Updated: August 5, 2021 6:17:52 pm
American semiconductor company Advanced Micro Devices (AMD) says it is doing everything possible “to drive global semiconductor availability”.
“We have made significant investments in just about every element of our supply chain to ensure we are not just able to get the supply that we think that we need, but also investing to build additional capacity for our suppliers,” David McAfee, Corporate VP, Product Management and Marketing at AMD told indianexpress.com in a call from Austin, Texas. “It’s something that has been an enormous focus area,” McAfee added.
A global semiconductor shortage of chips has impacted everything from PCs and automobiles to game consoles. Global demand for chips, the “brain” inside a variety of electronic products, is far exceeding the supply with the pandemic changing use cases in many ways.
As one of the world’s leading chipmakers, AMD makes processors that power personal computers, video game consoles like PS5 and Xbox Series X and data centers. As the explosive demand in PCs first became visible in the early days of the pandemic, McAfee said one of the steps AMD took “was to go source more capacity in every step of the supply chain, making investments on a very significant scale globally to ensure that we can drive as much demand for products”.
Accepting that more needs to be done, McAfee said that while the semiconductor shortage is an obstacle, the demand for PCs is beyond what the global semiconductor industry can cater to.
The pandemic has woken up the PC segment that had plateaued for many years. Since remote work and learning aren’t going away soon, the demand for PCs from businesses, schools and consumers is likely to remain high. According to research from IDC, worldwide shipments of PCs, which include desktops, notebooks, and workstations, reached 83.6 million units in 2Q21. But the global shortage of computer chips threatens to slow down the PC market in its golden moment.
“Prior to the Covid, the PC industry was going through a period of slow innovation,” he said, adding that the pandemic has helped in the explosion in demand for PCs globally. “PCs now are far more premium and far more capable than the world was historically buying,” McAfee said. “We’ve seen more growth in gaming PCs, for instance, over the past 18 months than we ever would have imagined.”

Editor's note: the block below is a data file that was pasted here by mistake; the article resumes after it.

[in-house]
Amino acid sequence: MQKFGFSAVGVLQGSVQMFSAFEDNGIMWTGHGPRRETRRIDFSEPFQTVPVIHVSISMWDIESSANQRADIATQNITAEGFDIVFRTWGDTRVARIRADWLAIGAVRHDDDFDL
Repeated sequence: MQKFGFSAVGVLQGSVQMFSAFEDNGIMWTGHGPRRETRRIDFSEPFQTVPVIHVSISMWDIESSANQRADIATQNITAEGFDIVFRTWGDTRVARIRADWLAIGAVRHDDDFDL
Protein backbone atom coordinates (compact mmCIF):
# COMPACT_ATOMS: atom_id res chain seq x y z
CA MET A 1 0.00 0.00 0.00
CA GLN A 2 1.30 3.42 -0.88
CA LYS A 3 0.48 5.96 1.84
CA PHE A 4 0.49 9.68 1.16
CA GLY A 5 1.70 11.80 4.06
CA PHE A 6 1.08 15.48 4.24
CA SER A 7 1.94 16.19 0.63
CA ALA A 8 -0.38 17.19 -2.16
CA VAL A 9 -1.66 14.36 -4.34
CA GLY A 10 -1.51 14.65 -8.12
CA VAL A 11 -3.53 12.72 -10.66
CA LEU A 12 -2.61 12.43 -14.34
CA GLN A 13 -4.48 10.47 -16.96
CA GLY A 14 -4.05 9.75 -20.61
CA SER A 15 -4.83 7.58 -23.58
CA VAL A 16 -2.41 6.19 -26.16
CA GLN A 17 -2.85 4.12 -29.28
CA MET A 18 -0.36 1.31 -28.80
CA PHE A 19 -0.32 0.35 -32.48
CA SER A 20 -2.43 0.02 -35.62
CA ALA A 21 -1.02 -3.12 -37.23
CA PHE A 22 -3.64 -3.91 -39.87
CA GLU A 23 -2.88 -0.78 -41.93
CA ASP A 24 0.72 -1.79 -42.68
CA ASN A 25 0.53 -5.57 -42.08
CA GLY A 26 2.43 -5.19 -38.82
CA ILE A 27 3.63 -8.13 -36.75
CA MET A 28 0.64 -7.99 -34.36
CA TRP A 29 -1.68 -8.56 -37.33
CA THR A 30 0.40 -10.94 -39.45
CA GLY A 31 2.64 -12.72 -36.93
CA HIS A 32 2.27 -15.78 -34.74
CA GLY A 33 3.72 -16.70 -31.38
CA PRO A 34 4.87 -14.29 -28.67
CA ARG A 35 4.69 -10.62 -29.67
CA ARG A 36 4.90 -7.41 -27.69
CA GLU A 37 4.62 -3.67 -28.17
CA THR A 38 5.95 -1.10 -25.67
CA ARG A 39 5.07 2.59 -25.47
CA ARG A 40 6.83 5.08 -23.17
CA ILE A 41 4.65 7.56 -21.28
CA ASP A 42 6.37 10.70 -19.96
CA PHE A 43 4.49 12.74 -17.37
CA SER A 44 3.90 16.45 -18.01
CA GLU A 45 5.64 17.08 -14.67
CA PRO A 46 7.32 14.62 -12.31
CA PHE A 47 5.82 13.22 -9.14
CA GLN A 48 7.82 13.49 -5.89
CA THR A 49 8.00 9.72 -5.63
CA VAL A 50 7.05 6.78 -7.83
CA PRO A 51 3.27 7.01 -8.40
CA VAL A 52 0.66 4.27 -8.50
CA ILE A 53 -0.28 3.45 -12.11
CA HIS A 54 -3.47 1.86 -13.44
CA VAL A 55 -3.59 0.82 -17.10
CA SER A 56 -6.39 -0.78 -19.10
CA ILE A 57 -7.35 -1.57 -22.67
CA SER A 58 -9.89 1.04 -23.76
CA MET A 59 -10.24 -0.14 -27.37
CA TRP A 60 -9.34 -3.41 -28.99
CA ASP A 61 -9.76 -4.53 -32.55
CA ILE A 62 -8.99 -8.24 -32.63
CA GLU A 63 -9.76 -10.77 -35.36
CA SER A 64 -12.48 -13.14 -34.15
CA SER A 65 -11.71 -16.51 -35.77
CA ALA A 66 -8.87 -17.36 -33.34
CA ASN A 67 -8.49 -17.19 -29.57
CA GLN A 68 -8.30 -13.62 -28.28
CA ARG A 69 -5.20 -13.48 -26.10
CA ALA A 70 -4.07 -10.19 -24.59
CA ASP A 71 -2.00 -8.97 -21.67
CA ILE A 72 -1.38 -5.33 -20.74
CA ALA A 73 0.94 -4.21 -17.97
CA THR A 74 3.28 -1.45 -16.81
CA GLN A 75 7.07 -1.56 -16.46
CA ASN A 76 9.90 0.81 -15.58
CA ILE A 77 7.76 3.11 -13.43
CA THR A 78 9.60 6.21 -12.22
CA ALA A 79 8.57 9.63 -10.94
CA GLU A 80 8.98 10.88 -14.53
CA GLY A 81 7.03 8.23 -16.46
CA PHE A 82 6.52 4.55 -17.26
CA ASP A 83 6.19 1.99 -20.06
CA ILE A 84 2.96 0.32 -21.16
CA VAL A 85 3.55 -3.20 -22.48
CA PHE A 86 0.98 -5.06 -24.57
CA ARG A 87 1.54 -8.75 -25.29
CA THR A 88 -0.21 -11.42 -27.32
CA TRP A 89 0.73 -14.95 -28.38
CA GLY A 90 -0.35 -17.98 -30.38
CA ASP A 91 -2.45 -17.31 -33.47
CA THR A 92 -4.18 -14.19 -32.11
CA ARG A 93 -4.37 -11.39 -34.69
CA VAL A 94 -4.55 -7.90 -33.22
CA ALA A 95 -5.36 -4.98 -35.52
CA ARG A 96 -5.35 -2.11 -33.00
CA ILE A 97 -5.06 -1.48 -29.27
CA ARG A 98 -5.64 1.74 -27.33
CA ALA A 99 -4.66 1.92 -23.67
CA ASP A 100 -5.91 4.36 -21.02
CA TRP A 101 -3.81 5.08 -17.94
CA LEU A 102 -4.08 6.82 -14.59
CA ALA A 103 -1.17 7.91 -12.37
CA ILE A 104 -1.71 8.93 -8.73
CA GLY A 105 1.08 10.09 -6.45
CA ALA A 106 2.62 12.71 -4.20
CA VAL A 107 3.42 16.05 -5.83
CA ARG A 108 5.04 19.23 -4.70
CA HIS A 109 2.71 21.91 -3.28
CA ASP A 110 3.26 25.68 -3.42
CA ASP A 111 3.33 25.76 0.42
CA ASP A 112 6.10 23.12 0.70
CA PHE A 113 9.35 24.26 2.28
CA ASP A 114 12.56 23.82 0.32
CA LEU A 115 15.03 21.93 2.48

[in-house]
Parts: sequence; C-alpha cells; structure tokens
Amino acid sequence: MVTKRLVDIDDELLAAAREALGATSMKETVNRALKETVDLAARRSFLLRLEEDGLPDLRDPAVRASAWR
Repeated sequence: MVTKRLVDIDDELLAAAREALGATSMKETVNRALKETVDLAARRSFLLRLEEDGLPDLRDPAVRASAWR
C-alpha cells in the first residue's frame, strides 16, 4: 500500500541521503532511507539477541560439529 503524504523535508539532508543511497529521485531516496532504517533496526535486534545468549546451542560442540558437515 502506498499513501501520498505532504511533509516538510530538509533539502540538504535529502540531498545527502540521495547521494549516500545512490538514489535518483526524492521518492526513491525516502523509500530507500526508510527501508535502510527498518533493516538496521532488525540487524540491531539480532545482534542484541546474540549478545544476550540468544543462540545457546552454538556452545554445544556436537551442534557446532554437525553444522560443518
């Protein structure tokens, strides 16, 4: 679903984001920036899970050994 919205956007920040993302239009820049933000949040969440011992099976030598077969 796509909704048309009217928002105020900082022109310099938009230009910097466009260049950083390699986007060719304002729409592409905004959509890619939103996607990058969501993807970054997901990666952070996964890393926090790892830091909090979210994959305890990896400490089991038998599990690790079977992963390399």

While chipmakers like AMD are pushing hard to overcome the prolonged shortage of chips by increasing production, the truth is that building new capacity takes years. A chip takes as long as three to four months to develop, and it involves a high-tech process that can only be done at specialised chip fabs. Taiwan Semiconductor Manufacturing Company (TSMC) is the world’s largest foundry that counts major technology firms such as Apple, Qualcomm and AMD as its clients. The problem is there are very few chip fabs in the world and those too are concentrated in Asia. The US wants to change that, and is encouraging companies like Intel, the world’s largest chip maker, to invest more in domestic semiconductor manufacturing. Experts are warning that the global chip shortage could last until 2023.
“The job for AMD has been to invest in silicon capacity and manufacturing capacity and every step of the supply chain to drive as many potential suppliers as we possibly can,” he said. “How do we fill this gap as quickly as possible and make sure all of the pieces are in place to try to sustain the demand that the world has for PCs, because it’s become such an important part of people’s lives today.”